Verónica Orvalho (Espanha)
veronica@faceinmotion.com

New Trends on Character Animation


The face plays an important role in verbal and non-verbal communication. Everyday, we see many faces and interact with them in a variety of ways: talking, listening, looking, making expressions. Currently, virtual characters are used in a myriad of different situations: medicine, broadcasting, films, videogames, criminology, virtual worlds and others. Thus, facial animation is the key element to convey emotion to 3D characters. Reproducing the subtleties of a face through animation requires developing a sophisticated character rig. But, creating by hand the inner structure and controls of each
character is a very labor-intensive and time-consuming task.

This talk will be divided in two sections. First, I will describe the new trends on character animation techniques used in videogame and films, such as motion capture and skeletal animation. I will also explain the complexity involved in the rigging process and the reasons why facial animation remains a challenge. I will end the first section by presenting a portable character rigging system that integrates into current animation pipelines. In the second part of the talk, I will give an overview of the entertainment industry and describe different ways to get started in the videogame and film industry.

Verónica Costa Orvalho has a Ph.D. in Software Development (Computer Graphics) from Universitat Politècnica de Catalunya (2007), where her research centered on "Facial Animation for CG Films and Videogames". She has been working in IT companies for the past 11 years, such as IBM and Ericsson, and Film companies, like Patagonik Film Argentina.

She has given many workshops and has international publications related to game design and facial animation. She has received international awards for several projects: "Photorealistic facial animation and recognition", "Face Puppet" and "Face In Motion". Now, she is a full time professor of Porto University and co-founder and CTO of Face In Motion (www.faceinmotion.com). She is also a former research member at the Event Computational Lab (http://moving-event.org/) working on virtual reality and character animation. Current and past collaborations include several film and game companies (Blur Studios, Electronic Arts, Microsoft Portugal, Dygrafilms), and research groups (Stanford University, Universitat Politècnica de Catalunya). Now, her research focus on developing new methods related to motion capture, geometric modeling and deformation, and real time animation.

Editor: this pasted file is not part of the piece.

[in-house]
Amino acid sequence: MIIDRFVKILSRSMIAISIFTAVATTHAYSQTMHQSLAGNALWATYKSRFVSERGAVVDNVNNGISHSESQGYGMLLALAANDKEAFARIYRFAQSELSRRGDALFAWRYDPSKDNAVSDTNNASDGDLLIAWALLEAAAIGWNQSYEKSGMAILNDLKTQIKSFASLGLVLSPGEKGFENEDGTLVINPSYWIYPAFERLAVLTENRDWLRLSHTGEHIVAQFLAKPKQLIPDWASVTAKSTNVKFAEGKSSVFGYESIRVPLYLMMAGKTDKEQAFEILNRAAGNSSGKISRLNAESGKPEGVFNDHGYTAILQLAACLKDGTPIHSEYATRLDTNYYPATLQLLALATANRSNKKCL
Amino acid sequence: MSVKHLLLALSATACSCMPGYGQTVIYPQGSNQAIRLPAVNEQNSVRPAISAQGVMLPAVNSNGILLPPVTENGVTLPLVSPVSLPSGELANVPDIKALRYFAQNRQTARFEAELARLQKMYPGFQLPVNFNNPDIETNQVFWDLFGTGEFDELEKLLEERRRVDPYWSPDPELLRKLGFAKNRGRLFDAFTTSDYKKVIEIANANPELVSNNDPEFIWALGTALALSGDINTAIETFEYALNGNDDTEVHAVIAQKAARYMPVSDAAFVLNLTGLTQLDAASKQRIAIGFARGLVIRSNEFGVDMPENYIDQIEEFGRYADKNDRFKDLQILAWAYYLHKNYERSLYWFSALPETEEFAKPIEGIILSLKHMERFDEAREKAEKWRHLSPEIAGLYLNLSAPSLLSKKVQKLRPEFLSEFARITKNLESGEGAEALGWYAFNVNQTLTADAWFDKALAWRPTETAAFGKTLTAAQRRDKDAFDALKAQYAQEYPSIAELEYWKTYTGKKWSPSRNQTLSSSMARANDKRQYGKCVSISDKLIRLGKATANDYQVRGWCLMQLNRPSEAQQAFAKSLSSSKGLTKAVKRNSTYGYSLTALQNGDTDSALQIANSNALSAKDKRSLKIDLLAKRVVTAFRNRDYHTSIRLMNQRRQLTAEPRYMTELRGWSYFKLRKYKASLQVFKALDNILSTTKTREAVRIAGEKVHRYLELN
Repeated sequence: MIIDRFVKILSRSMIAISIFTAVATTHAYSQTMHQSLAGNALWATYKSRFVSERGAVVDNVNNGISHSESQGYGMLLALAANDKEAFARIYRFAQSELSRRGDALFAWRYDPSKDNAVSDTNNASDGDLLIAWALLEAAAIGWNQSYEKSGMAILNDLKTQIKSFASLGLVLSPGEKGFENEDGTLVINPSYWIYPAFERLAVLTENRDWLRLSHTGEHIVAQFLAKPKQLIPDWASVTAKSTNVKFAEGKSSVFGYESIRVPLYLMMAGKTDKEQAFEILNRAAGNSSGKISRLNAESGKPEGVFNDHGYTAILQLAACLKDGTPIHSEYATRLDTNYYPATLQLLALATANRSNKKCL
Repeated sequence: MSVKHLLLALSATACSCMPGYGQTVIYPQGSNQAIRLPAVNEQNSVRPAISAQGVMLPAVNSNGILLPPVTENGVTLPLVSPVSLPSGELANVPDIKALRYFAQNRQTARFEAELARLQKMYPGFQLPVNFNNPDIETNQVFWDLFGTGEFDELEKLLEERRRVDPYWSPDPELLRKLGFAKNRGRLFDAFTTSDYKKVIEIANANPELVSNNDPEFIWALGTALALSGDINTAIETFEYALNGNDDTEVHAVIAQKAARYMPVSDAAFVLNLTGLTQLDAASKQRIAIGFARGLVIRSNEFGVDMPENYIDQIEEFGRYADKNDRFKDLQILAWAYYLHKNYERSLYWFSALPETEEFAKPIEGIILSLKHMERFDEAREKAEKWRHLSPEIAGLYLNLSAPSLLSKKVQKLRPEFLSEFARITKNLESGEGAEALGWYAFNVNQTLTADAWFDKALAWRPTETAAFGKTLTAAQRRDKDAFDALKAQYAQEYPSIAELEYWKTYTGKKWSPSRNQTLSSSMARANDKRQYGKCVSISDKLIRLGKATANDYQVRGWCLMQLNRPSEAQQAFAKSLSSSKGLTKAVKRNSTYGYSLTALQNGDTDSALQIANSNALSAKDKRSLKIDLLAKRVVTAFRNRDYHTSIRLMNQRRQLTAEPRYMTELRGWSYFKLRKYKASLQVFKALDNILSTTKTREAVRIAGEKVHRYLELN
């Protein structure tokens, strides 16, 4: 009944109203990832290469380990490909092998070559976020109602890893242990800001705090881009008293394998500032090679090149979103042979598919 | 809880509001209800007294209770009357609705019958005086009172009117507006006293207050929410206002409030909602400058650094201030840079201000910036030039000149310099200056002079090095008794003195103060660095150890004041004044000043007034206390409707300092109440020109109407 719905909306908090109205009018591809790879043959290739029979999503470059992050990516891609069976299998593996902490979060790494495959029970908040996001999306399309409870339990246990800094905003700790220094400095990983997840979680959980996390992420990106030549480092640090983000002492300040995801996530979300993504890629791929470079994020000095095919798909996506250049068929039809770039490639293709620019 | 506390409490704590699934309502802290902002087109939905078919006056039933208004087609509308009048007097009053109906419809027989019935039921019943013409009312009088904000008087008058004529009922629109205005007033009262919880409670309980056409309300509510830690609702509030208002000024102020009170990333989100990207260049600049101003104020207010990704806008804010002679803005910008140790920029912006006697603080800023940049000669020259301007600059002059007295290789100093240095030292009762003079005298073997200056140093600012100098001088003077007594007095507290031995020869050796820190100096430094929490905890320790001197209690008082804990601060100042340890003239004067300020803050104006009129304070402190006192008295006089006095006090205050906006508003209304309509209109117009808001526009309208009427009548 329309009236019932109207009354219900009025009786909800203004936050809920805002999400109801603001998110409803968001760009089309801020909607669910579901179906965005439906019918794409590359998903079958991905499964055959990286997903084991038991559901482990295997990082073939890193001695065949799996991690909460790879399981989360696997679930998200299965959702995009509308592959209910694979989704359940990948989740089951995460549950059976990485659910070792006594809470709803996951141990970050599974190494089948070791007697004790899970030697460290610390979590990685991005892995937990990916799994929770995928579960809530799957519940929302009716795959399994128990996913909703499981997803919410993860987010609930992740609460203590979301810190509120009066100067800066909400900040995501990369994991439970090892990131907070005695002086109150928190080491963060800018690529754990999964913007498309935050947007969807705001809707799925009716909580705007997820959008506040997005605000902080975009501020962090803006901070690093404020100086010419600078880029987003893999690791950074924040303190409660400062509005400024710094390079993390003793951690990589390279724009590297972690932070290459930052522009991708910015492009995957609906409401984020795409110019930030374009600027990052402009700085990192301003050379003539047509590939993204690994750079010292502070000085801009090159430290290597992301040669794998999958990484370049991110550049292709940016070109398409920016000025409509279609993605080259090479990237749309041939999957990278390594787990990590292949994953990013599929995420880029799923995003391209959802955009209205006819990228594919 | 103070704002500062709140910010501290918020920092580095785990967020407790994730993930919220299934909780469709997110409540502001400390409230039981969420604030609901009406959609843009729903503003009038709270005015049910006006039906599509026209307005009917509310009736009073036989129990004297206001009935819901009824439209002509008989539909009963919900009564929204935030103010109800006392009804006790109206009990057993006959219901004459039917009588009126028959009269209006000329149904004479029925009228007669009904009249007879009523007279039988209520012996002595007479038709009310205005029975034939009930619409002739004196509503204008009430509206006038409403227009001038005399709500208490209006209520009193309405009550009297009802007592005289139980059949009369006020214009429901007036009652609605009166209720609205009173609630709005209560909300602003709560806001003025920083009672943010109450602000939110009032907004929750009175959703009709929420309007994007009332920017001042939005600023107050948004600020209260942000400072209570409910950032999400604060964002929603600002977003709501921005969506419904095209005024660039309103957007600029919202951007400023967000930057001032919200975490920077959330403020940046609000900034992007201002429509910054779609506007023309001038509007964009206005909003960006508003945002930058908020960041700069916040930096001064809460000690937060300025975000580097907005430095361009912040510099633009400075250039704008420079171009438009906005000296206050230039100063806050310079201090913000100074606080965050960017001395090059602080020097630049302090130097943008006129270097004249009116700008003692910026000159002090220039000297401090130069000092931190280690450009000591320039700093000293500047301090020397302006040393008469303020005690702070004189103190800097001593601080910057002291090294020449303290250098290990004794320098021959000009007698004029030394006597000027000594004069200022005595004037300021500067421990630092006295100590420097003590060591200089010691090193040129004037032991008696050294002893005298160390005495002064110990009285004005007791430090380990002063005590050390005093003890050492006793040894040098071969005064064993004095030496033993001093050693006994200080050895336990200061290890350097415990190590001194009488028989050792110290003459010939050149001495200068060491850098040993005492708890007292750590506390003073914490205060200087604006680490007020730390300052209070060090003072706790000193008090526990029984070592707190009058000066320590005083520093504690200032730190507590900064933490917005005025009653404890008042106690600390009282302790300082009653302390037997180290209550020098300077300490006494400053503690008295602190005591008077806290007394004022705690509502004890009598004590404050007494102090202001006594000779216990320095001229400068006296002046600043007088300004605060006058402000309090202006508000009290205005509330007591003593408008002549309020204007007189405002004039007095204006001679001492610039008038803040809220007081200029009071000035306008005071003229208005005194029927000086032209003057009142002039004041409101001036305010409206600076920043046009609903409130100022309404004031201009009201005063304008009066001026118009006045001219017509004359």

Lynn Alves (Brasil)
lynnalves@yahoo.com.br

 

Electronic/digital games are on the rise in the Brazilian academic scenario, leading to research on different areas of knowledge such as: pedagogy, psychology, communication, computer science and design. Especially with regard to these two last fields, which have grown significatively in the game development segment for cell phones and “advergames”. Businessmen and local fomenting agencies through the Education, Culture, Science and Technology Ministries have started building a unique meaning for those Medias, which have been playing the role of cultural devices that go beyond entertainment into learning environments.

In such a scenario, an issue arises: investment on professionals that could handle this game development demand in order to explore effectively and accordingly a competitive market. In this sense, one of the ways to be treaded is to establish partnership in between universities and private companies through informatics Law, involving public, private and international institutions, generating a cooperatively production logic, adding up altogether intelligence and knowledge expressions.

My presentation is split into two parts: First of all, I’ll show you the state of the art of games in Brazil and afterwards I’ll point out not only feasible partnerships between public and private segments, but also effective international technical cooperation towards professional background development, strengthening the digital game development market in Brazil and, particularly, in Bahia.

Lynn Alves is a Doctor/master of education and communication from UFBA. Professor in master’s degree programs in education and contemporaneity (UNEB) and computational modeling (SENAI). Ten-year experience in investigating technological, communicational and educational matters, together with the development of both research and extension projects. Coordination of the research group registered on virtual communities CNPq directory, whose actions are posted on www.comunidadesvirtuais.pro.br. This research group make electronic games which aim at mediating the history teaching learning process, e.g. electronic games Tríade (upon the French Revolution, sponsored by FINEP/MEC) and Búzios: freedom echoes (upon the Insurgence of the Tailors, sponsored by FAPESB). Author of the book Game over – electronic games and violence and author/co-author of various papers published in books focused on the relationship between education and technology (www.lynn.pro.br).